Timing was of the essence to achieve a strong performance on the two southern European sovereign issuances, which took place before coronavirus disruption hit. Edward Russell-Walling reports.

Team April

Left to right: Francesco Polon, Lee Cumbes, Yu Miao Yang, Harry Koppel, George Kailas

For many bond investors, there was a time when Italy and Greece counted among the eurozone’s untouchables. At the start of 2020, however, order books for their paper ballooned to unprecedented levels. Barclays was joint bookrunner on record-breaking issues for both sovereigns.

Unlike some other players, Barclays has been firmly committed to sovereign debt markets since the global financial crisis of 2008/09. “We knew we needed strength there, even as others came and went,” says Lee Cumbes, Barclays head of public sector debt for Europe, the Middle East and Africa (EMEA). “My team is one of the best staffed on the street and we have not shrunk in size.”

He adds that, in the sovereign, supranational and agency market, Barclays is the only bank to be ranked in the top four in each of the three major currency markets: dollar, euro and sterling.

Fewer opportunities

While 2019 was a year of ‘easy trades’ in the financial markets, 2020 is shaping up to be different, according to Mr Cumbes. “Prices had gone up in many asset classes and there are fewer obvious opportunities,” he says. “In our market, the US Federal Reserve had said that the barrier to raising is very high, and the European Central Bank is back doing quantitative easing again.” Mr Cumbes was speaking to The Banker before the Fed’s coronavirus-inspired basis points (bps) cuts.

Back in Europe, sovereign investors have surmised that the diminishing yields at the quality end of the market are here to stay and turned their attention to peripheral eurozone bonds.

Enter the Republic of Italy. By the time it chose to issue early in 2020, yields on its sovereign bonds were back where they had been in May 2018. That was when Italy’s president blocked efforts by the anti-establishment Five Star Movement and the anti-immigration Northern League to form a coalition government, and they responded with calls for mass mobilisation. On May 29th, bond prices had their worst day since 1992. Two-year bond yields, for example, rose 150bps to more than 2.7% before settling at 2.4%.

By January 2019, further out along the curve, Italy was paying 3.35% for a new €10bn 15-year bond. The following month a new €8bn 30-year issue, due in 2049, carried a coupon of 3.85%. To raise €18bn in four weeks was something of an achievement at any price, and went a long way towards strengthening investor confidence. That was helped, according to Mr Cumbes, by a big bid from Germany, known for the conservatism of its institutional investors.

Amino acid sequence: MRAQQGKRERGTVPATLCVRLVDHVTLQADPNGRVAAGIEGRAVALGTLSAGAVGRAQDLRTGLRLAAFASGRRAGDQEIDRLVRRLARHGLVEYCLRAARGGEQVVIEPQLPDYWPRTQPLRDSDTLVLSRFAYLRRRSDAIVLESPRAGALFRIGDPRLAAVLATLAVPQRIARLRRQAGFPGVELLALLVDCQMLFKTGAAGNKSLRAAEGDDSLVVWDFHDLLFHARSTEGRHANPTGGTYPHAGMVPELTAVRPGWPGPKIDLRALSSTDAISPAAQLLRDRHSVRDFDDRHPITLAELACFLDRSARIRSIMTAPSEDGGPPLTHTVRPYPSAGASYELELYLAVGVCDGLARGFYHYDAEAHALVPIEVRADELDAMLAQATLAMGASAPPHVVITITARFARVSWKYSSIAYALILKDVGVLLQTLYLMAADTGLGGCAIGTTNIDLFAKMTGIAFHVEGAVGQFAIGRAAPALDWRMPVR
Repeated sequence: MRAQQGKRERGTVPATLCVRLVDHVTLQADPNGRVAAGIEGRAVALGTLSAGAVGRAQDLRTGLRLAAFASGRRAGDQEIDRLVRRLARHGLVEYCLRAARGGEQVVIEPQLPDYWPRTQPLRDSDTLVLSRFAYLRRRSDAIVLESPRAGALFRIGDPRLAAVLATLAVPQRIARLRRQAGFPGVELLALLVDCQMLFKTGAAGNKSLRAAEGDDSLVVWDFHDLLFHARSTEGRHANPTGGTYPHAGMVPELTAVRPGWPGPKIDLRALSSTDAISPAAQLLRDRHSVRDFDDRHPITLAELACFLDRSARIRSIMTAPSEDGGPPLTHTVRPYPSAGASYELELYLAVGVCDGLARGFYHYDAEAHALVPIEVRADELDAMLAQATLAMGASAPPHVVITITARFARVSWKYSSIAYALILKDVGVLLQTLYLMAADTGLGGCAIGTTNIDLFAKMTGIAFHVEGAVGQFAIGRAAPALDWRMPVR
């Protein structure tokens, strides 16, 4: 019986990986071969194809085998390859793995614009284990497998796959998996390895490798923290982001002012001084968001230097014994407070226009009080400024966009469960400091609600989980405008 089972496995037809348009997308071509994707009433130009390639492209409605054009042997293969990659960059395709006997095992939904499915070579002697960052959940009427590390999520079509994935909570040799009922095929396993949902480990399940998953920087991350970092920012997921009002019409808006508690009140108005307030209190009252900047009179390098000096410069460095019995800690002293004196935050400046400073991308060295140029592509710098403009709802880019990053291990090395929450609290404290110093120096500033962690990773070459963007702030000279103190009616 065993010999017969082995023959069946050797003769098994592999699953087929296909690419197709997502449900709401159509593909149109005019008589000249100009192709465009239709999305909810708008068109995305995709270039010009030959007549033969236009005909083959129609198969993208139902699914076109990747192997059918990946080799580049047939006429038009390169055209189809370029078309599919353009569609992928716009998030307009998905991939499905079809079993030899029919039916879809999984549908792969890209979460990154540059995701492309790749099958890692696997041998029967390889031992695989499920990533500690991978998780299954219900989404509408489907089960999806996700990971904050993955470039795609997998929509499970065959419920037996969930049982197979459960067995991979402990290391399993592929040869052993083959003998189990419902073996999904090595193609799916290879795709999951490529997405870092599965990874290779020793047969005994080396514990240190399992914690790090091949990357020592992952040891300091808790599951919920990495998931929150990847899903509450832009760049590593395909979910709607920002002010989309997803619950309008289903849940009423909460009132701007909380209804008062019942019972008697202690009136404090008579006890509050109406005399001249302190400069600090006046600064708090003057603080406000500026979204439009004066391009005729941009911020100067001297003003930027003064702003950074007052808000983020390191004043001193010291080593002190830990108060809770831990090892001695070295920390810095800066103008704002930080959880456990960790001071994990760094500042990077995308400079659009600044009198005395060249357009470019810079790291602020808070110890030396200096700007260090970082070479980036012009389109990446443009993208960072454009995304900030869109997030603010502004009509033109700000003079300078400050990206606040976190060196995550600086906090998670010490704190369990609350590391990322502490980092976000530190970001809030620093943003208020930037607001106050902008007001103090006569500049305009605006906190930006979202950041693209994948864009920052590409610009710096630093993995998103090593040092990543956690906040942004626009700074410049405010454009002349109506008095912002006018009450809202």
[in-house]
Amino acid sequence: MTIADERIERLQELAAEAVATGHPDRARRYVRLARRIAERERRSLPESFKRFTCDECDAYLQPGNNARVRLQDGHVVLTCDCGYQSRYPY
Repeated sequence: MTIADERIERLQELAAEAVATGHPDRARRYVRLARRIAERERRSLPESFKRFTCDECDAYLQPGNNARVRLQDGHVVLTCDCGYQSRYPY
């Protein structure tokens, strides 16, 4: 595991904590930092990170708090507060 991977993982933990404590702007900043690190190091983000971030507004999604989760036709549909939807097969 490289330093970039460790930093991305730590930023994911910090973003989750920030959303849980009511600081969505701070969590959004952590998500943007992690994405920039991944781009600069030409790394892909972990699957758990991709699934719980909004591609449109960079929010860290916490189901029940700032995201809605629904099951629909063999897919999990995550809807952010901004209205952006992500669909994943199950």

Prices recovered as 2019 progressed, and by January 2020 Italy was able to come back to market with another 30-year transaction paying 2.45%. One of the dynamics in the current market is that Italy accounts for about half of all government bonds from the eurozone with a positive yield. So if the relevant fund managers do not buy Italian debt, they risk underperforming their benchmarks.

While it would have been possible to tap the 2049 deal, Italy took the opportunity to announce a big new issue, led by Barclays, BNP Paribas, Citi, Crédit Agricole and Monte dei Paschi di Siena.

The political dimension

Politics is never far from the surface in Italian sovereign debt, and timing is often of material significance. The new 30-year deal, due in September 2050, was launched in mid-January, shortly before a closely watched regional election in the left-wing stronghold of Emilia-Romagna.

“The polls did not indicate a clear victory for either left- or right-wing parties, and the possibility was that if the right could win here, they could win at the national level,” explains Francesco Polon, a Barclays vice-president of debt capital markets (DCM) in public sector origination.

It was decided to go ahead with the issue before the election. “The investor feedback was that Italy would be a popular trade, and that many would like to buy before this event,” says Mr Cumbes. If the Emilia-Romagna election result was going to upset the market, extra-long bonds would be defensive for investors.